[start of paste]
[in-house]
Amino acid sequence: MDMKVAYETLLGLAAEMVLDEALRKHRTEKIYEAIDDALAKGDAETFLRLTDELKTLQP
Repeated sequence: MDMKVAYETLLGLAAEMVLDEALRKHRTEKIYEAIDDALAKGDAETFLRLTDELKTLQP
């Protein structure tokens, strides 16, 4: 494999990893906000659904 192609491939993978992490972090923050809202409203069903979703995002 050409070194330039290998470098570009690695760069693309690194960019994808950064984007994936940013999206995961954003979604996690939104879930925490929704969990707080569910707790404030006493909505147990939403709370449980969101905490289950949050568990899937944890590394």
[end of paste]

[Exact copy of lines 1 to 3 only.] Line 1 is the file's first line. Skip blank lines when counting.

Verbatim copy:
[in-house]
Amino acid sequence: MDMKVAYETLLGLAAEMVLDEALRKHRTEKIYEAIDDALAKGDAETFLRLTDELKTLQP
Repeated sequence: MDMKVAYETLLGLAAEMVLDEALRKHRTEKIYEAIDDALAKGDAETFLRLTDELKTLQP